Growing Your Processes

  1. grow, so do some processes. You can stand there all day and try to motivate the plant, but it will do no good.
  2. People have become pretty wily over the years. They know how it goes. The boss goes to a conference, reads a book, etc., and before long there is a new initiative. They figure that the new effort will be like the old one and die in about two months (or whenever the boss gets a new idea), so they just wait it out. When all is said and done, they end up in the same place (i.e., no results) without the extra work.
  3. A particular project can only bear so much weight. If the project is too big or complex, it is simply beyond the resources and capacity of the organization to execute. Reality check: How often do you have excess resources (people, time, tools, etc.) available?
  4. Projects of twelve months or longer are at higher risk of failure. Too many things can change in a year—people, risks, laws, the business, technology, and priorities, just to name a few.

Even with the downsides of organic approaches, I favor them because they mitigate risk to some degree. For example, I would rather have one team be successful with test automation even if no other teams are able to pull it off. At least I have some lessons learned and a proof of concept.

Management, however, often lacks the patience for slow-moving processes, and with good reason—missed opportunities, lack of accountability, misuse of resources, and so forth.

Plus, I really do like plans. The problem is that I have trouble sticking with plans . Most people share that problem, so adaptability is the key. In fact, one of the greatest risks of having a plan is that you may achieve the plan’s objectives but miss other opportunities along the way.

When in unknown territory, a map helps. But, as the saying goes, “When the map and terrain disagree, follow the terrain.” (This also holds true for GPS devices.)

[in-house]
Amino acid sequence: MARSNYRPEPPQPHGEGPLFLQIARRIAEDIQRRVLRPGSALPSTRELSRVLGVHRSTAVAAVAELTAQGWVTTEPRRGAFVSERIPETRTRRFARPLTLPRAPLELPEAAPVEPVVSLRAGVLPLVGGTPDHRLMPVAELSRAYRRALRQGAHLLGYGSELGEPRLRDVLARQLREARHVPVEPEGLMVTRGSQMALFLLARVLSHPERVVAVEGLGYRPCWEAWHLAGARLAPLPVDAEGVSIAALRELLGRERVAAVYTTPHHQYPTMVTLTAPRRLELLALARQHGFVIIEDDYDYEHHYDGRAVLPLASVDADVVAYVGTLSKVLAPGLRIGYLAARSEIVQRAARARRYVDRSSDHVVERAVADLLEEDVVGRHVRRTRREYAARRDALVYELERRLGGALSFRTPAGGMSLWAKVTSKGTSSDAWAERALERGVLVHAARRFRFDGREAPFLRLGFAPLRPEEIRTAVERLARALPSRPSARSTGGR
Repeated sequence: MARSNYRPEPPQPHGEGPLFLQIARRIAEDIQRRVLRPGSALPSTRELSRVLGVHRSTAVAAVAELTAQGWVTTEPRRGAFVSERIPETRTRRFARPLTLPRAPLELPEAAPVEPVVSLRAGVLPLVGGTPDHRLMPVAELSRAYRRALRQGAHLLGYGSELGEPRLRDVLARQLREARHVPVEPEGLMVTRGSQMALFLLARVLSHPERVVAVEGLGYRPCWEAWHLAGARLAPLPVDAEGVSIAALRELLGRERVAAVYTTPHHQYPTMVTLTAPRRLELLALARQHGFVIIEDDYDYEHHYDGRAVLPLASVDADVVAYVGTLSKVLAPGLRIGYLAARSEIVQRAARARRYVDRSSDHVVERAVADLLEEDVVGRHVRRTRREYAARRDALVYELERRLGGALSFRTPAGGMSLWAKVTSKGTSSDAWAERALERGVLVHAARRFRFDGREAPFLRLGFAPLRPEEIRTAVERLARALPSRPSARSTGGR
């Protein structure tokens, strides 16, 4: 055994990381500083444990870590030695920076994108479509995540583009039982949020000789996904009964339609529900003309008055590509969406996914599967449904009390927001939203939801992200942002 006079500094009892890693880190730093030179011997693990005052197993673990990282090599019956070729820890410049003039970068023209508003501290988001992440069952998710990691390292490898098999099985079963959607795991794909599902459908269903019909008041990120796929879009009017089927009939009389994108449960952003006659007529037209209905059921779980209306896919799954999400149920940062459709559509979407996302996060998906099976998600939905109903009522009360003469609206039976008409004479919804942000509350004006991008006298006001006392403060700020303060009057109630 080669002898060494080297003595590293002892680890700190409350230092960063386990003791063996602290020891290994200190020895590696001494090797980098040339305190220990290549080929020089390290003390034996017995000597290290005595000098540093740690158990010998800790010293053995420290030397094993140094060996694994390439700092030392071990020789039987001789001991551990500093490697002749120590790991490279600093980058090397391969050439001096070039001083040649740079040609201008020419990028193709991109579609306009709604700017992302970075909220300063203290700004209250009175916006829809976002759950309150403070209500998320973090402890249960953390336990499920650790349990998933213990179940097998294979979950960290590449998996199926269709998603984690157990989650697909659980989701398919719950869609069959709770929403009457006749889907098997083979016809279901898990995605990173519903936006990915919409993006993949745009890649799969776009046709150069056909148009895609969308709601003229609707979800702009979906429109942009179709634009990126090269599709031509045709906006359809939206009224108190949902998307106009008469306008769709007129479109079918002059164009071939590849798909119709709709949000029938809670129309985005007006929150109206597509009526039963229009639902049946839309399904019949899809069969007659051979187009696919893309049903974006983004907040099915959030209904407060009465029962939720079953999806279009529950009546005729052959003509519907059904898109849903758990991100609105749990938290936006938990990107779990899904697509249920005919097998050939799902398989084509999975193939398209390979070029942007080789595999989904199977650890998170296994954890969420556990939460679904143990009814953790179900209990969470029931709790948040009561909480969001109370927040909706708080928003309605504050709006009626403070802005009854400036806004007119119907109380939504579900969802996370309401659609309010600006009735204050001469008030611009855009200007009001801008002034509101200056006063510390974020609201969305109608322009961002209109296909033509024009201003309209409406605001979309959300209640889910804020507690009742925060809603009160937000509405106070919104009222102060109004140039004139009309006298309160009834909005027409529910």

Plans often have steps. The problem arises when you realize that: 1) the steps don’t seem to fit your situation, and 2) decisions are required that you don’t feel prepared to make yet. I had a friend once that said, “Before you can do something, you have to do something else first.” How true.

The Planned Organic Approach

Imagine the task of planting a garden that contains a variety of plants such as tomatoes, onions, peppers, carrots, green beans, etc. You need to create an environment for these plants to grow. In fact, you need a plan.

You need to know which plants will grow in your climate, when to plant them, how much sun or shade is needed, how much water is needed, how deep to plant, and how much space is needed between plants. Don’t even get me started on the other factors that the Farmer’s Almanac gets into.

I call this the “Planned Organic” approach. In this approach, you know:

    • The desired outcomes
    • That the process will take time
    • That some things are out of your control (temperature, rainfall, etc.)
    • What must be done to prepare (tilling the soil, fertilizing, pesticides)

You know the desired “end state,” and you can build reasonable expectations. You can’t force the garden to grow, but you can help things along. For example, you will need to pull weeds. You also know that you have to do some things before planting a garden, such as picking the right location, picking the right plants, and tilling the soil.

Now, take these concepts to something

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